America's only ray of hope


NEW YORK, September 8 – As the last American singles player in the US Open, Venus Williams carries all the hopes of the host nation, although she does not want to look at it that way."If I go out there and feel like that, I don’t think I would even be able to raise my arm," Williams said. "My expectations are enough to deal with."

Third seed Williams continued her mastery over French Open champion Francesca Schiavone on Tuesday, outlasting the Italian sixth seed 7-6 (7/5), 6-4 to reach the semi-finals of the year’s last Grand Slam event.

Williams, a seven-time Grand Slam champion and two-time US Open winner, improved to 8-0 lifetime against Schiavone, although the Italian said she let a great chance slip away to reach her first US Open final four.

"I think I lost a little bit more this match than she won," Schiavone said. "It’s a lot of disappointment. I have the quality and the chance to beat her."

Williams, who became the first 30-year-old woman to reach a Grand Slam semi-final since France’s Mary Pierce at the 2005 US Open, has not lost a set in the Flushing Meadows fortnight.

Williams, who had not reached a Slam semi-final since last year’s Wimbledon, fared far better in battling the swirling winds of Arthur Ashe Stadium.

"I was trying to find a rhythm in the wind to get on top of it," Williams said. "It was challenging. I don’t think either of us were able to play our exact normal game.

"I felt like when the stakes were higher I was able to raise my game. She was feisty. I had to keep her at bay."

Schiavone said she thinks Williams does not like to play her because of her versatile style, even though it has never been enough to beat the American.

"I have always the chance to beat her. That’s the way I want to keep going and one day I will win the most important points," Schiavone said.

"In the most important moments, she’s always there. I need to play better in those moments in order to beat her."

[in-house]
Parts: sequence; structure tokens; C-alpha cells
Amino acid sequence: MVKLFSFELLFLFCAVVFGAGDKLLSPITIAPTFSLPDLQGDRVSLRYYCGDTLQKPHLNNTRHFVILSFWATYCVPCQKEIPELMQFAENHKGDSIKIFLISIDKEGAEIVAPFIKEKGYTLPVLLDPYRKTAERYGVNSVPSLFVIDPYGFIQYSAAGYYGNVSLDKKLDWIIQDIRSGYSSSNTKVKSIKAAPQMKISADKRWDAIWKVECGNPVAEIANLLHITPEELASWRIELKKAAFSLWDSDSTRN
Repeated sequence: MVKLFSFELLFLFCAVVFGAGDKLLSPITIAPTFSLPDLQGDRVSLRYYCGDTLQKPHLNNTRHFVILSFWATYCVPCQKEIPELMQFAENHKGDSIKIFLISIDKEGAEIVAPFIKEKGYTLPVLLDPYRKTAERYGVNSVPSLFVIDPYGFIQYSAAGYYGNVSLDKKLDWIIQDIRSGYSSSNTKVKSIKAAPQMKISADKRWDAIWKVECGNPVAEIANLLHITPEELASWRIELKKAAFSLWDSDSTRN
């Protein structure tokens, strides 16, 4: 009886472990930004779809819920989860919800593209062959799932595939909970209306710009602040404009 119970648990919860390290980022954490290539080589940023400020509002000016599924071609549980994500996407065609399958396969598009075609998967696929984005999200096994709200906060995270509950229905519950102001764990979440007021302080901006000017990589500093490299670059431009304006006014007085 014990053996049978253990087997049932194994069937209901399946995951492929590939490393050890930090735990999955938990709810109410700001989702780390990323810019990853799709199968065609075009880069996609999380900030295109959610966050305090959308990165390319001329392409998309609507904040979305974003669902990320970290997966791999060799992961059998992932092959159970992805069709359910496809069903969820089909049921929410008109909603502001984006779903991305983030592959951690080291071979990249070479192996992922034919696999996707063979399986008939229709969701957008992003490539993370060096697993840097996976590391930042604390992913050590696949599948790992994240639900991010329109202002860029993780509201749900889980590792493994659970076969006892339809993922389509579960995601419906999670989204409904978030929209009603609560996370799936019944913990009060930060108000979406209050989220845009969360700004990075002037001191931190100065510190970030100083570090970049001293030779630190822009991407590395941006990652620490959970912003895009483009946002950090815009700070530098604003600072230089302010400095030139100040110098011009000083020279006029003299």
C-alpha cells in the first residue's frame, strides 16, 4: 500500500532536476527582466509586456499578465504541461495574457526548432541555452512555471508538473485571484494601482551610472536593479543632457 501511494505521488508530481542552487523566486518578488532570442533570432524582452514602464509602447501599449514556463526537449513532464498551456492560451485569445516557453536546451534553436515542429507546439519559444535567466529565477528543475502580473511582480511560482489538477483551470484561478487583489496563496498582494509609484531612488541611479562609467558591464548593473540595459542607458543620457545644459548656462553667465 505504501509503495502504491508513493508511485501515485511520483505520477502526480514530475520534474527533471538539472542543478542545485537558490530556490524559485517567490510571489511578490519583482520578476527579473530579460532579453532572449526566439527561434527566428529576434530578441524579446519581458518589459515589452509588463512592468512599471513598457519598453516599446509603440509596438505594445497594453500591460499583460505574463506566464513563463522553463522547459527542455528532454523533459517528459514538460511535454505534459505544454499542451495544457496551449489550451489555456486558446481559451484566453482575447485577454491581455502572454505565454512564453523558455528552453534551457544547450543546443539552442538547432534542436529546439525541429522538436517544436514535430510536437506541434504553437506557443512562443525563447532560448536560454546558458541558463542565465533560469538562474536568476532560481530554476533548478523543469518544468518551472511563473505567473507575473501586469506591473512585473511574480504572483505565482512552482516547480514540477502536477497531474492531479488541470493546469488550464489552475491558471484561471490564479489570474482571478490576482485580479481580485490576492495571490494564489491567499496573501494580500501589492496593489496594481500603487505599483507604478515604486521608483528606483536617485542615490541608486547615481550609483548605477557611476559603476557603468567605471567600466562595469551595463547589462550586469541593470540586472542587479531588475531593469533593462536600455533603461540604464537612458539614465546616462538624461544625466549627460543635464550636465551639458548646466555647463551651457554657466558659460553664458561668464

Williams said she actually enjoys facing Schiavone.

"I like seeing my name next to her name," Williams said. "I really do enjoy our matchups, obviously because I usually come out on top."

Schiavone and Williams exchanged breaks to open the match and each double faulted to surrender another break on the way to a first-set tie-breaker.

Williams jumped ahead 4-0, dropped the next four points and was level at 5-5 after a forehand volley winner by Schiavone. But the Italian then swatted a pair of forehands beyond the baseline to hand Williams the first set.

"It was so close for the last of the set," Schiavone said.

"She played a little bit better in that moment and I couldn’t catch my opportunity. Then I played at a very high level and came back. We got to 5-5 and I missed two balls and that was it."

In the second set, Williams broke Schiavone for a 3-1 lead but the Italian broke back in the seventh game when Williams netted a backhand, starting a run of three service breaks in a row, the last when Williams served for the match.

"She served so good," Schiavone said. "With wind she has more chance than me. When I was serving against the wind, I was trying but Venus was on the second floor and serving with more power."

The end came six minutes shy of two hours when Schiavone swatted a forehand long to surrender a break in the last game.

Schiavone failed to become Italy’s first US Open semi-finalist, woman or man, since Corrado Barazzutti in 1977.